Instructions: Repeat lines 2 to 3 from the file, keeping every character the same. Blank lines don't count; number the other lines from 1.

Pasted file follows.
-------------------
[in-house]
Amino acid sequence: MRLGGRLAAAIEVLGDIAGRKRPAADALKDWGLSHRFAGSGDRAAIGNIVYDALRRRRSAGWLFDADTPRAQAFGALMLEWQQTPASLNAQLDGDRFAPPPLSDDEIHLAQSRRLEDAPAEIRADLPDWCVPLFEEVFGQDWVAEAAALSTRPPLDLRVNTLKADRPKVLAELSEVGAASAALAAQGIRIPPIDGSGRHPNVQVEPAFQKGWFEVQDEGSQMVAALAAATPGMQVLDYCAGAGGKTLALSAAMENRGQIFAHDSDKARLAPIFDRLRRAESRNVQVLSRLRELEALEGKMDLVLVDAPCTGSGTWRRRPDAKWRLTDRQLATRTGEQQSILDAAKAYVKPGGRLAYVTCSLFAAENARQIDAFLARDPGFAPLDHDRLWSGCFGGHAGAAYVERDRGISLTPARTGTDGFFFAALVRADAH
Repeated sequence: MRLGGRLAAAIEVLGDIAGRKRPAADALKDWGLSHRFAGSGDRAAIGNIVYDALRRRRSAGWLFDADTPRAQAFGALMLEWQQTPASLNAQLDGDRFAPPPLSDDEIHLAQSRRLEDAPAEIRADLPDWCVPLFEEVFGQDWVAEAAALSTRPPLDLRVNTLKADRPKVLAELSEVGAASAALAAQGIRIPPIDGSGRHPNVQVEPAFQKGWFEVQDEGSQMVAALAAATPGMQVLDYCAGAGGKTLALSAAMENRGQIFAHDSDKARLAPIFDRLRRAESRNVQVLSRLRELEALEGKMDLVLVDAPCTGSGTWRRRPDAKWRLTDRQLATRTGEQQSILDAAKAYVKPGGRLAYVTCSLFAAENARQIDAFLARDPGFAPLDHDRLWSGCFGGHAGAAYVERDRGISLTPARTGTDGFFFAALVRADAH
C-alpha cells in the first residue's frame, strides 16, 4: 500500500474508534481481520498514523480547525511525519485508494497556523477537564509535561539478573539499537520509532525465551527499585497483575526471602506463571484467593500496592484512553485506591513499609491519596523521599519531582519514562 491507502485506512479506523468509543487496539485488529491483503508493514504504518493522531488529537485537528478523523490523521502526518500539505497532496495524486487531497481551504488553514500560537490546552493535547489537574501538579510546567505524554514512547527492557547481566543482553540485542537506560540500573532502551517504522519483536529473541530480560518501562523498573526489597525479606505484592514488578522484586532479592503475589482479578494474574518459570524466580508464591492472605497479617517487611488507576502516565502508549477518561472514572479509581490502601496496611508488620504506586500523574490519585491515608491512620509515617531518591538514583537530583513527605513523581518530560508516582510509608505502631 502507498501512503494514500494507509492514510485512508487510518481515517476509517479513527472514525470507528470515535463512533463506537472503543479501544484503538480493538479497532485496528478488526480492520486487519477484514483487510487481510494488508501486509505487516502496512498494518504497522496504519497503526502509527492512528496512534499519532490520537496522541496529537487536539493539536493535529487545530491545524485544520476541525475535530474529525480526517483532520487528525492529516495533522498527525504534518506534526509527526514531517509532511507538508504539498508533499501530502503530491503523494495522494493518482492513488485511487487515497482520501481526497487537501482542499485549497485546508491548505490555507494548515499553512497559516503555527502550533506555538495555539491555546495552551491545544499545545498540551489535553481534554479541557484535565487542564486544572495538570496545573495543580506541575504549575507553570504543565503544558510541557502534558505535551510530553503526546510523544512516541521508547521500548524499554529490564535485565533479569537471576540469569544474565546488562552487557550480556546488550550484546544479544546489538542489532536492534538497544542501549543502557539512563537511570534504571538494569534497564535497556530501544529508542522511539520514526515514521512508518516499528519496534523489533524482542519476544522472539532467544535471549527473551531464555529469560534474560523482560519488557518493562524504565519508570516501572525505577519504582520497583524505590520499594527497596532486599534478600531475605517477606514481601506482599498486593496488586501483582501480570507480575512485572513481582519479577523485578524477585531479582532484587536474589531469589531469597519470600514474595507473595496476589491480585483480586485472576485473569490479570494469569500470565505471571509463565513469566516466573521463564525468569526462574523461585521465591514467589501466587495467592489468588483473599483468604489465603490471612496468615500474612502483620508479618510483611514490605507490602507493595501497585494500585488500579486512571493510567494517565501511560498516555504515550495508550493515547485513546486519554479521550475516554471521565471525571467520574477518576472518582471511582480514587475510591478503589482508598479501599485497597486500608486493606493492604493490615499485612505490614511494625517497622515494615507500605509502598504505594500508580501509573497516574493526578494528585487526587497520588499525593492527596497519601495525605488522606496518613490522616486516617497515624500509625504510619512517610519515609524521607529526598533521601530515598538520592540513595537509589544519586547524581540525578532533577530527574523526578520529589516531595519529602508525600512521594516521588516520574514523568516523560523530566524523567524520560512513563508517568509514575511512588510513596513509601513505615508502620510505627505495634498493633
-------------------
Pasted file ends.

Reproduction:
Amino acid sequence: MRLGGRLAAAIEVLGDIAGRKRPAADALKDWGLSHRFAGSGDRAAIGNIVYDALRRRRSAGWLFDADTPRAQAFGALMLEWQQTPASLNAQLDGDRFAPPPLSDDEIHLAQSRRLEDAPAEIRADLPDWCVPLFEEVFGQDWVAEAAALSTRPPLDLRVNTLKADRPKVLAELSEVGAASAALAAQGIRIPPIDGSGRHPNVQVEPAFQKGWFEVQDEGSQMVAALAAATPGMQVLDYCAGAGGKTLALSAAMENRGQIFAHDSDKARLAPIFDRLRRAESRNVQVLSRLRELEALEGKMDLVLVDAPCTGSGTWRRRPDAKWRLTDRQLATRTGEQQSILDAAKAYVKPGGRLAYVTCSLFAAENARQIDAFLARDPGFAPLDHDRLWSGCFGGHAGAAYVERDRGISLTPARTGTDGFFFAALVRADAH
Repeated sequence: MRLGGRLAAAIEVLGDIAGRKRPAADALKDWGLSHRFAGSGDRAAIGNIVYDALRRRRSAGWLFDADTPRAQAFGALMLEWQQTPASLNAQLDGDRFAPPPLSDDEIHLAQSRRLEDAPAEIRADLPDWCVPLFEEVFGQDWVAEAAALSTRPPLDLRVNTLKADRPKVLAELSEVGAASAALAAQGIRIPPIDGSGRHPNVQVEPAFQKGWFEVQDEGSQMVAALAAATPGMQVLDYCAGAGGKTLALSAAMENRGQIFAHDSDKARLAPIFDRLRRAESRNVQVLSRLRELEALEGKMDLVLVDAPCTGSGTWRRRPDAKWRLTDRQLATRTGEQQSILDAAKAYVKPGGRLAYVTCSLFAAENARQIDAFLARDPGFAPLDHDRLWSGCFGGHAGAAYVERDRGISLTPARTGTDGFFFAALVRADAH